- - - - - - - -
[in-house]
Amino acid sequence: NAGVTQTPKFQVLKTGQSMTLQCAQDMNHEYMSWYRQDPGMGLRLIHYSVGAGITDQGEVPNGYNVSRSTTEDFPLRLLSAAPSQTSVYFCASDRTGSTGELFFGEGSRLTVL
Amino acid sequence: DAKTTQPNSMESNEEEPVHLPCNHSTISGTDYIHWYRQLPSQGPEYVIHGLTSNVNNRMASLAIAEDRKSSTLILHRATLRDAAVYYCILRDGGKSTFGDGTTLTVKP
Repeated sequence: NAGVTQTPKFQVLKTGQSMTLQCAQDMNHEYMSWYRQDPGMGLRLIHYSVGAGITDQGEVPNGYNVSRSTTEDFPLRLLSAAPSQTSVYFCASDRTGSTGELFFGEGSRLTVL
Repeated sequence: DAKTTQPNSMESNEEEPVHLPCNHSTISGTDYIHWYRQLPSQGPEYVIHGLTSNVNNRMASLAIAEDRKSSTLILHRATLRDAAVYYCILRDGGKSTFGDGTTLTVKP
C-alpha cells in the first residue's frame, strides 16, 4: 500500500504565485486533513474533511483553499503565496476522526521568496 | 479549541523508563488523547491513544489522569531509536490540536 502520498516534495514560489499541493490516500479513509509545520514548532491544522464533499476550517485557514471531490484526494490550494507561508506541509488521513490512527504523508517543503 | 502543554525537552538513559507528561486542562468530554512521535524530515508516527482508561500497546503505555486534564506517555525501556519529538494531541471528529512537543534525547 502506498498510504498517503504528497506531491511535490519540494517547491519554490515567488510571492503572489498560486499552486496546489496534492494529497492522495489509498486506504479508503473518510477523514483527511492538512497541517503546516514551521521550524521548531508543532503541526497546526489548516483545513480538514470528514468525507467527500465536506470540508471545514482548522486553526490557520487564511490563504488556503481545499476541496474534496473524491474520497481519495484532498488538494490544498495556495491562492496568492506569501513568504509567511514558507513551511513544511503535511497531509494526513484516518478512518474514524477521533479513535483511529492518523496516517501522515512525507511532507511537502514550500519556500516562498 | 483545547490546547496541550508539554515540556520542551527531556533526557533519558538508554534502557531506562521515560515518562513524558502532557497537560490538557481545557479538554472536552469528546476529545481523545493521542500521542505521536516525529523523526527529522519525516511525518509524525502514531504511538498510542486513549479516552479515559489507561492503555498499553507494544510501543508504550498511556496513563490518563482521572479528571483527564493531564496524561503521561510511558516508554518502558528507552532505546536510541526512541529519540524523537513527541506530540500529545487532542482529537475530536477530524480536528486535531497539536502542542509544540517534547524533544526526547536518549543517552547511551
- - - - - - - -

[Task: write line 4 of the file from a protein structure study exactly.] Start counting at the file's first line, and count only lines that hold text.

Repeated sequence: NAGVTQTPKFQVLKTGQSMTLQCAQDMNHEYMSWYRQDPGMGLRLIHYSVGAGITDQGEVPNGYNVSRSTTEDFPLRLLSAAPSQTSVYFCASDRTGSTGELFFGEGSRLTVL